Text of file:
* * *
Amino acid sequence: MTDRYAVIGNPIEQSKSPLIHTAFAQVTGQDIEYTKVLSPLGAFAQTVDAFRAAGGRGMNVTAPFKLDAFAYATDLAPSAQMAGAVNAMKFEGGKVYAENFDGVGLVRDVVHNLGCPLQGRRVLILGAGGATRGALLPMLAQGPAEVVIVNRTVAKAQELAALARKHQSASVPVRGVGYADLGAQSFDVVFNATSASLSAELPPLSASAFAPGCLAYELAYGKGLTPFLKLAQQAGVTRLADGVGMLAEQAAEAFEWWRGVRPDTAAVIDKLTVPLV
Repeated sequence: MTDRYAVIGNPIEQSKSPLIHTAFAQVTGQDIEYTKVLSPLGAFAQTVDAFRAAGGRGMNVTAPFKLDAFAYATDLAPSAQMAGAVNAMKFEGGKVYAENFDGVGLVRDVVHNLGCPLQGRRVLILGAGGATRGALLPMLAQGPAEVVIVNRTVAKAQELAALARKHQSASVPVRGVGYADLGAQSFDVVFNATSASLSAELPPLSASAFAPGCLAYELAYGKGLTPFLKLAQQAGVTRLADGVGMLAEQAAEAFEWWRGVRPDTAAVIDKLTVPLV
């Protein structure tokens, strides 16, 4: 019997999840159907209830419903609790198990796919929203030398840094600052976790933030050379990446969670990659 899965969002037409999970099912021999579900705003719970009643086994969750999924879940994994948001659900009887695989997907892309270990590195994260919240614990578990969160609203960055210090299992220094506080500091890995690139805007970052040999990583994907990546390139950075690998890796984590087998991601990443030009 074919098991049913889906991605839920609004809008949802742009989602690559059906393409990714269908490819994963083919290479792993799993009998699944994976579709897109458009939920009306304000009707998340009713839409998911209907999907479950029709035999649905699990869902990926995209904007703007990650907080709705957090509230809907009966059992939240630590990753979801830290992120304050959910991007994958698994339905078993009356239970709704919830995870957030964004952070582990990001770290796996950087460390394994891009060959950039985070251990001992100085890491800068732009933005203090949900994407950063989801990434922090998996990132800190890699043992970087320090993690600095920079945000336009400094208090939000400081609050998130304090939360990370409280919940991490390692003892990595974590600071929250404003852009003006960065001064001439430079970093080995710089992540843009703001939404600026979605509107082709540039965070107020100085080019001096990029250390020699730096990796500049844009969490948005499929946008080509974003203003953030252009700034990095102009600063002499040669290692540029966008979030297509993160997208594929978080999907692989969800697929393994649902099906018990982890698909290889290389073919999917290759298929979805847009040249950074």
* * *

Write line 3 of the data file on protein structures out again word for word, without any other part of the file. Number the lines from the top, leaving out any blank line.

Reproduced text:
């Protein structure tokens, strides 16, 4: 019997999840159907209830419903609790198990796919929203030398840094600052976790933030050379990446969670990659 899965969002037409999970099912021999579900705003719970009643086994969750999924879940994994948001659900009887695989997907892309270990590195994260919240614990578990969160609203960055210090299992220094506080500091890995690139805007970052040999990583994907990546390139950075690998890796984590087998991601990443030009 074919098991049913889906991605839920609004809008949802742009989602690559059906393409990714269908490819994963083919290479792993799993009998699944994976579709897109458009939920009306304000009707998340009713839409998911209907999907479950029709035999649905699990869902990926995209904007703007990650907080709705957090509230809907009966059992939240630590990753979801830290992120304050959910991007994958698994339905078993009356239970709704919830995870957030964004952070582990990001770290796996950087460390394994891009060959950039985070251990001992100085890491800068732009933005203090949900994407950063989801990434922090998996990132800190890699043992970087320090993690600095920079945000336009400094208090939000400081609050998130304090939360990370409280919940991490390692003892990595974590600071929250404003852009003006960065001064001439430079970093080995710089992540843009703001939404600026979605509107082709540039965070107020100085080019001096990029250390020699730096990796500049844009969490948005499929946008080509974003203003953030252009700034990095102009600063002499040669290692540029966008979030297509993160997208594929978080999907692989969800697929393994649902099906018990982890698909290889290389073919999917290759298929979805847009040249950074």